Congressional Republicans agreed last week to support two health coverage mandates opposed by insurance and business groups.
The first would require insurers to pay for a minimum hospital stay of 48 hours for new mothers who have a normal birth and 96 hours for those who have a Caesarean section.
The second provision would prohibit insurers from instituting stricter dollar limits on mental health coverage than on physical health coverage. The measure does not apply to firms with fewer than 50 employees.
In a nod to business groups that complained the measure would make insurance prohibitively expensive, Republicans agreed to exempt any firm that experienced more than a 1% annual increase in premiums as a result of raising the mental health limits. Because of the 1% cap, the bill's sponsors said the measure would have a minimal effect on insurance costs.
The mental health amendment, which was sponsored by Sens. Pete Domenici (R-N.M.) and Paul Wellstone (D-Minn.), was pared down from an earlier provision stricken from the recently enacted health insurance reform legislation. That version called for an equal package of benefits for mental health services and physical services. According to a study by Price Waterhouse, that would have increased insurance premiums by 8.7%.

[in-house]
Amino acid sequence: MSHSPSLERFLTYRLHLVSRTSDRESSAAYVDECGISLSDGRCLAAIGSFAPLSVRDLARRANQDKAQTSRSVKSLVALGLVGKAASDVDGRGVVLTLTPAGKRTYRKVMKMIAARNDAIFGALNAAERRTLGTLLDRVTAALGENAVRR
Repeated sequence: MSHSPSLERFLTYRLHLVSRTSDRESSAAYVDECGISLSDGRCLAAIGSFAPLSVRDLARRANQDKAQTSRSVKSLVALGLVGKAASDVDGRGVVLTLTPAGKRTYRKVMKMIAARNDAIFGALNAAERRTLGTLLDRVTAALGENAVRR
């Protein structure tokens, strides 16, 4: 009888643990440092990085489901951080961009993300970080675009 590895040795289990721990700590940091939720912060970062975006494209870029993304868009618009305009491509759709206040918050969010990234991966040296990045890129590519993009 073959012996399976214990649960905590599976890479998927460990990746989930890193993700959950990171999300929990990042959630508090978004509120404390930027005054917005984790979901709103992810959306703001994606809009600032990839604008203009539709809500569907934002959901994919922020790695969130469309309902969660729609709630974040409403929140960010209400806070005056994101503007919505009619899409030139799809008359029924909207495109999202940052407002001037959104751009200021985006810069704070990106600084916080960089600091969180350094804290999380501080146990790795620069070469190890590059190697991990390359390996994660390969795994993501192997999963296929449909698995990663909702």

While business and managed-care groups agreed that the two bills-approved by House-Senate negotiators-were much improved over earlier versions, they didn't endorse them.
"We are still opposed to them," said Julie Cantor-Weinberg, a spokeswoman for the National Association of Manufacturers. "They are mandates and a horrible precedent. The federal government should not be involved in the benefits area."
Both provisions are attached to a spending measure for the Department of Veterans Affairs. That bill calls for about $17 billion in health spending for veterans for fiscal 1997.
During the early stages of negotiations over the bill, the White House threatened to veto the measure, but recent Clinton administration comments have been softer toward the measure.
One other health-related matter still being bandied about by Congress is a measure designed to prohibit managed-care plans from restricting what physicians tell their patients about coverage or treatment issues.
The so-called "gag clause" provision had been attached to a Treasury Department spending bill. But GOP Senate leaders killed that measure, partly because of their opposition to the gag clause amendment.
Sen. Ron Wyden (D-Ore.) who sponsored the gag clause provision, said he will continue to work to attach it to other bills for the remainder of the legislative session, which is scheduled to end early in October.